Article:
Black, white, brown, orange, or a bit of everything? Cats come in so many different colors and patterns that it’s simply too difficult to choose a favorite. The captivating colors of your special little kitty are written in its DNA, and some variations seem to be particularly beautiful and rare. Here are the top 10 rarest coat colors and patterns in cats. Do you have a favorite?
“The cat has been described as the most perfect animal, the acme of muscular perfection and the supreme example in the animal kingdom of the coordination of mind and muscle.” – R. Ambrose-Brown.
Background on Cat Coat Colors and Patterns
Before we dive into some of the rare gems of color that some kitties display, it is worth mentioning that feline coat color, pattern, texture, and length are all determined by a variety of different genes.
Cat coat genetics is complex, and geneticists are still learning new information about every associated gene, its variants, expression, and the many different interactions that some genes have with other genes. This article touches upon but a few of the rarest coat colors and patterns in cats. Enjoy!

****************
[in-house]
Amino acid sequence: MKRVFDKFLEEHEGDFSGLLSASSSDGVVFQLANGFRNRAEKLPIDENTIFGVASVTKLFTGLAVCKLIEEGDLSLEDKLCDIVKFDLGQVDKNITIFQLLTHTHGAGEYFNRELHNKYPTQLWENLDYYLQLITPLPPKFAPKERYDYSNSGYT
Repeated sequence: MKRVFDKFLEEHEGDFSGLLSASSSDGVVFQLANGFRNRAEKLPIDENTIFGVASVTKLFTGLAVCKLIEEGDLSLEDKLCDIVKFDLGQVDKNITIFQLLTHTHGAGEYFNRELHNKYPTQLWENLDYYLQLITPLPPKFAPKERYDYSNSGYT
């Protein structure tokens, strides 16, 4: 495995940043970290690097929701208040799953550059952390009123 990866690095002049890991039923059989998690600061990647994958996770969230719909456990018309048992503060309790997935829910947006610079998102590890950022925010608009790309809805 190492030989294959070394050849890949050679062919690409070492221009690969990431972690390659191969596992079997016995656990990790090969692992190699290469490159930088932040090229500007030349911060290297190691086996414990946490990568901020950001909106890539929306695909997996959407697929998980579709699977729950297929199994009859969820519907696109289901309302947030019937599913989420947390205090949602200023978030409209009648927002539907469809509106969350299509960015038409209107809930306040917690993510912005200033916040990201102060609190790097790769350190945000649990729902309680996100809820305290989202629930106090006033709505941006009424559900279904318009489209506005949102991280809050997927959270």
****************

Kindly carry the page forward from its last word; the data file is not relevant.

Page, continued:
The chocolate (or brown) coat color is encoded by a recessive allele b of the primary gene for coat color (B/b/b1). The dominant version of this gene, (B), codes for black fur, and because it’s a dominant allele, it’s naturally a lot more commonly observed than brown fur. For a cat to appear brown, it has to carry two recessive alleles (homozygous) for brown coloration (b/b). The intensity and pattern of the brown coat will be further shaped by other coat-related genes.
The chocolate coat is a signature of the Havana Brown, and the Oriental Shorthair can exhibit chocolate in a variety of patterns (more than any other breed). Chocolate point is typically seen in the Thai Siamese and Balinese cat breeds.